Wednesday, October 13, 2010
A Fistful of Soundtracks' "Assorted Fistful" sets its sights on Bear McCreary's Human Target soundtrack
Former Battlestar Galactica composer Bear McCreary's beautifully crafted score cues for Human Target were a highlight of the first season of the Mark Valley series, an enjoyable Burn Notice-like throwback to '80s action shows despite co-star Jackie Earle Haley's weekly overuse of the word "dude" and the fact that Human Target bears little resemblance to the angsty, not-so-lighthearted Vertigo comic book that inspired it.
Most first-season Human Target episodes featured music performed by a 60-piece orchestra (McCreary upped it to 94 for the "Christopher Chance" season finale that guest-starred Armand Assante, Amy Acker and Lee Majors as a predecessor to Valley's title hero, an assassin-turned-bodyguard). This made McCreary's orchestra the largest group of musicians assembled for a TV series in years, a huge leap from the 30-piece orchestra McCreary often conducted on Galactica, the 29-to-34-piece orchestra Shirley Walker and her team of composers led during another made-for-TV DC Comics adaptation, Batman: The Animated Series, and the 37-piece one Michael Giacchino assembled for Lost.
"At the first production meeting we had, even before the pilot, I said we must have an orchestra," said Human Target's first-season showrunner Jonathan E. Steinberg in the press release for this month's Human Target soundtrack release. "This show is about an action hero, it's built out of the DNA of the movies I grew up on, Star Wars and Raiders and Star Trek. Those movies don't work without that orchestra."
Human Target, which debuted on Fox as a mid-season replacement last January, will return to the Fox lineup in mid-November (the season premiere was originally scheduled to air earlier this month--that's why the soundtrack release was slated for October--but the network postponed the premiere). However, Steinberg and McCreary didn't return for the second season. Matthew Miller, a writer/producer from Chuck, replaced Steinberg as showrunner, brought along Chuck composer Tim Jones and plans to insert into Human Target more Chuck-style "needle drops" (slang for existing songs), to the delight of a Human Target fan who said in HitFix.com's comments section that "I absolutely hate needle drops. I also love Bear McCreary's music. Human Target in its first season was a great callback to the silly shows of my childhood--The Fall Guy, The A-Team, etc. I don't like Chuck, and I don't like any of these proposed changes. I won't be tuning in for Season 2."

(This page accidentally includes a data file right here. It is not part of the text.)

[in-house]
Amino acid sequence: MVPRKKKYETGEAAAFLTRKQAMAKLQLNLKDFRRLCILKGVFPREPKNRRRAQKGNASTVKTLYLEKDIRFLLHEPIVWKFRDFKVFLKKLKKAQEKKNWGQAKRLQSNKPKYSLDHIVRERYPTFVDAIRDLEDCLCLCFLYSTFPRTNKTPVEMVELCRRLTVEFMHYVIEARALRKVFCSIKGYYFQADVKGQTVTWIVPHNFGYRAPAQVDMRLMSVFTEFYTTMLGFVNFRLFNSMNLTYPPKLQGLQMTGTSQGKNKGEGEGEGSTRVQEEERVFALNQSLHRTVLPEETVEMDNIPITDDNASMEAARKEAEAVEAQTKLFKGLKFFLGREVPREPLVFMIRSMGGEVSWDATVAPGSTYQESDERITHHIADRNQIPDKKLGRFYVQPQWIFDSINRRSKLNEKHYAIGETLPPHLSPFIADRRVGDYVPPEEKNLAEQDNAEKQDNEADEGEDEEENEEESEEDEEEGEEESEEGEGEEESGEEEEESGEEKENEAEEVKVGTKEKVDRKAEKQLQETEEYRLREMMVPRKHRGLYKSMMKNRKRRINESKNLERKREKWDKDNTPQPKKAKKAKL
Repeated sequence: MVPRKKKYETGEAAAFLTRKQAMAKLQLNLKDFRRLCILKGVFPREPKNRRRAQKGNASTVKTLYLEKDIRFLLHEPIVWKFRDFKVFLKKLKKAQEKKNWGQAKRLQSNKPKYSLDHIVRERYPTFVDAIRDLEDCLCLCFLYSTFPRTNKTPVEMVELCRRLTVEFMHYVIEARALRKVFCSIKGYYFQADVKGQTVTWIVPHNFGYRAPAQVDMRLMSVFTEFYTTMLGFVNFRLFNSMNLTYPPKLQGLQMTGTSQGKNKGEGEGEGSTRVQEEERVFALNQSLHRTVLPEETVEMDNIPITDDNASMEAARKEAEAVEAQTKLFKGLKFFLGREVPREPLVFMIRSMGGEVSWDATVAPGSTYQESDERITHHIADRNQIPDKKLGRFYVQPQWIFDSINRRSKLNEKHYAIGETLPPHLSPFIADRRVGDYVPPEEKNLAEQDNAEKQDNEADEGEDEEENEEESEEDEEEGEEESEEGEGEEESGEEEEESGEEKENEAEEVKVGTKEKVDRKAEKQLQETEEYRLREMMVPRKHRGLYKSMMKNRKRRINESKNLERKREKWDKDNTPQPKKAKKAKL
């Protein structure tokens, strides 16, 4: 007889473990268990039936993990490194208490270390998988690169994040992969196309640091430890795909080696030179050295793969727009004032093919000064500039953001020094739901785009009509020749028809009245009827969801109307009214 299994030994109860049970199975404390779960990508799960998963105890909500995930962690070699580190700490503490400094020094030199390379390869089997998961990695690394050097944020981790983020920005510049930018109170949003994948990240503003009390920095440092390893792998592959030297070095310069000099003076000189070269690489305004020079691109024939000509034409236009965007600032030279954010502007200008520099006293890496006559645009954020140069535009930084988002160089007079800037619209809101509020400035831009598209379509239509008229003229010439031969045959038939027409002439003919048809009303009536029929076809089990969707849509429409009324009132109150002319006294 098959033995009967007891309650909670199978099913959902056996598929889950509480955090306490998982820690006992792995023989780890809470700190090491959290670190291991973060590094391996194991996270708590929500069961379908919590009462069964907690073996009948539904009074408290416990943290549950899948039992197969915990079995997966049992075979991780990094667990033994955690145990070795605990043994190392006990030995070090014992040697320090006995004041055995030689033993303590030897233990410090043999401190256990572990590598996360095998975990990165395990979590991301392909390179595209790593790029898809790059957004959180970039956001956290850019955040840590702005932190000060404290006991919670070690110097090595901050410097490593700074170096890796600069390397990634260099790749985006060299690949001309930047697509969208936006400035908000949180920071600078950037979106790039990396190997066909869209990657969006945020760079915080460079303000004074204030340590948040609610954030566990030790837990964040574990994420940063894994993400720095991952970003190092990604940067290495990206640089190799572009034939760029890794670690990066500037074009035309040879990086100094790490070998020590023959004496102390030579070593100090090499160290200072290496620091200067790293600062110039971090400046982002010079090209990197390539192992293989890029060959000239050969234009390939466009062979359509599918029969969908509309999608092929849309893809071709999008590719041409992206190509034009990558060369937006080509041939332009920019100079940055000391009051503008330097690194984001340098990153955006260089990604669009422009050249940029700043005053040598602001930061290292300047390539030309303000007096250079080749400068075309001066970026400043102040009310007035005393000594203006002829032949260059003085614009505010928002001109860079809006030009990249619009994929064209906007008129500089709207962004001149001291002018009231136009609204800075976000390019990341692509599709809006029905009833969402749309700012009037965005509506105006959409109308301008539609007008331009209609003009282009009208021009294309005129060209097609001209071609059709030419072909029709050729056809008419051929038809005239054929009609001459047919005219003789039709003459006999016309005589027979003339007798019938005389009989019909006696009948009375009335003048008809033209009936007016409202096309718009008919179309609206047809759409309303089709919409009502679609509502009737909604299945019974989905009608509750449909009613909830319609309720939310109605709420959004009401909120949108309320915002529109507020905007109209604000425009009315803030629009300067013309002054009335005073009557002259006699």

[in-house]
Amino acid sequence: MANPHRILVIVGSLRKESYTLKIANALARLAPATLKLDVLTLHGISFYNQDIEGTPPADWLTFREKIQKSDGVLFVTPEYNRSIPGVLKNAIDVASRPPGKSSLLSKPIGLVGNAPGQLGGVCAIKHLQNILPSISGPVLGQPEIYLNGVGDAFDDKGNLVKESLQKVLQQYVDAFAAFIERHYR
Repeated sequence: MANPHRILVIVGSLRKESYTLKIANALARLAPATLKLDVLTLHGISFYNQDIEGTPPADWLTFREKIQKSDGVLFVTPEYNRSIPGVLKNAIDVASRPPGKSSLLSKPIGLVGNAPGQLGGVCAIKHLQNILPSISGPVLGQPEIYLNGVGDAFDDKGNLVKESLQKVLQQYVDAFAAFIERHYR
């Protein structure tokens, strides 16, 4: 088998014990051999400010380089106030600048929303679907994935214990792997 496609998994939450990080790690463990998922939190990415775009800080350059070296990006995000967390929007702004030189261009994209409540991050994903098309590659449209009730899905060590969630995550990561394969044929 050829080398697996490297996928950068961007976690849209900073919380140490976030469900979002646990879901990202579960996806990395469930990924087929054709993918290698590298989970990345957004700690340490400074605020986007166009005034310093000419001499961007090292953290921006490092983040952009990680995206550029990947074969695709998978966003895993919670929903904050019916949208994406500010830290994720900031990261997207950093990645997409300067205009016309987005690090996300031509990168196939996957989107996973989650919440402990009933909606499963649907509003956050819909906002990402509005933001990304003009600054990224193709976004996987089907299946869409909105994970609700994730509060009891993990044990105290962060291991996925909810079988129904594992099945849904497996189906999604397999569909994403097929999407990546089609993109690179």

On his blog, McCreary explained his exit by saying "the series is now under new creative leadership, and as a result I have not been asked to return... We are likely to hear a very different musical approach to Human Target season 2, but I hope and trust the series will remain a fun adventure."
McCreary's departure is a disappointing development for fans of the show's Emmy-nominated first-season music like myself, but luckily, McCreary, who's currently busy juggling AMC's The Walking Dead and the Syfy shows Caprica and Eureka, has assembled a whopper of a Human Target soundtrack release. WaterTower Music's digital release of the Human Target soundtrack consists of 160 minutes of McCreary's music from the show, while La-La Land's physical version of the soundtrack on October 19 will contain even more music and encompass three discs.
I've added my favorite tracks from the Human Target album to daily "Assorted Fistful" rotation on the Fistful of Soundtracks channel. During one of these standout tracks, "The New Christopher Chance" from last season's cliffhanger, you can hear what Steinberg had in mind when he said his version of Human Target was built out of the DNA of Star Wars and Raiders. "The New Christopher Chance" contains "Katherine's Theme," a romantic motif McCreary wrote for Acker's character. The sweeping theme brings to mind both Han and Leia's Empire Strikes Back love theme and "Marion's Theme" from Raiders.
Tune into A Fistful of Soundtracks to get your Human Target music fix while you wait another few weeks for Jackie Earle Haley to come back and abuse the word "dude."